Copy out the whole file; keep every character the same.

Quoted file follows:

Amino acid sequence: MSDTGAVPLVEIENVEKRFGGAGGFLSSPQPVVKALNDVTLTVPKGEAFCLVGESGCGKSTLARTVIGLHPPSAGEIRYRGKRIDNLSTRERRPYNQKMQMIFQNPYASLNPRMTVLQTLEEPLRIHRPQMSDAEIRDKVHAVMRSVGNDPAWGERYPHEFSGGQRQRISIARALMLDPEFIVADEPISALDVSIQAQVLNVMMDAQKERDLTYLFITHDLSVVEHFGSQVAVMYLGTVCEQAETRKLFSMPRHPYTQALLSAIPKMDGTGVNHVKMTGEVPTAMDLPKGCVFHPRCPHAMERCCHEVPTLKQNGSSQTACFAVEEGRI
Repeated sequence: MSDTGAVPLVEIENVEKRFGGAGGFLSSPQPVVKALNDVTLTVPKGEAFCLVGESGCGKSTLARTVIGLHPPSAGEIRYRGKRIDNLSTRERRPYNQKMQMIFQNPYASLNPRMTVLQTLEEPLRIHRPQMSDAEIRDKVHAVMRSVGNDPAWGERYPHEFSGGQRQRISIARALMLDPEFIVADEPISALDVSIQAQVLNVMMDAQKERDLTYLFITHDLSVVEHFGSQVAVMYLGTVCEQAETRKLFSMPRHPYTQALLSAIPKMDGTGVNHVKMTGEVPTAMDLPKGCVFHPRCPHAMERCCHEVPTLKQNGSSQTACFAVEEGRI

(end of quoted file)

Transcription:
Amino acid sequence: MSDTGAVPLVEIENVEKRFGGAGGFLSSPQPVVKALNDVTLTVPKGEAFCLVGESGCGKSTLARTVIGLHPPSAGEIRYRGKRIDNLSTRERRPYNQKMQMIFQNPYASLNPRMTVLQTLEEPLRIHRPQMSDAEIRDKVHAVMRSVGNDPAWGERYPHEFSGGQRQRISIARALMLDPEFIVADEPISALDVSIQAQVLNVMMDAQKERDLTYLFITHDLSVVEHFGSQVAVMYLGTVCEQAETRKLFSMPRHPYTQALLSAIPKMDGTGVNHVKMTGEVPTAMDLPKGCVFHPRCPHAMERCCHEVPTLKQNGSSQTACFAVEEGRI
Repeated sequence: MSDTGAVPLVEIENVEKRFGGAGGFLSSPQPVVKALNDVTLTVPKGEAFCLVGESGCGKSTLARTVIGLHPPSAGEIRYRGKRIDNLSTRERRPYNQKMQMIFQNPYASLNPRMTVLQTLEEPLRIHRPQMSDAEIRDKVHAVMRSVGNDPAWGERYPHEFSGGQRQRISIARALMLDPEFIVADEPISALDVSIQAQVLNVMMDAQKERDLTYLFITHDLSVVEHFGSQVAVMYLGTVCEQAETRKLFSMPRHPYTQALLSAIPKMDGTGVNHVKMTGEVPTAMDLPKGCVFHPRCPHAMERCCHEVPTLKQNGSSQTACFAVEEGRI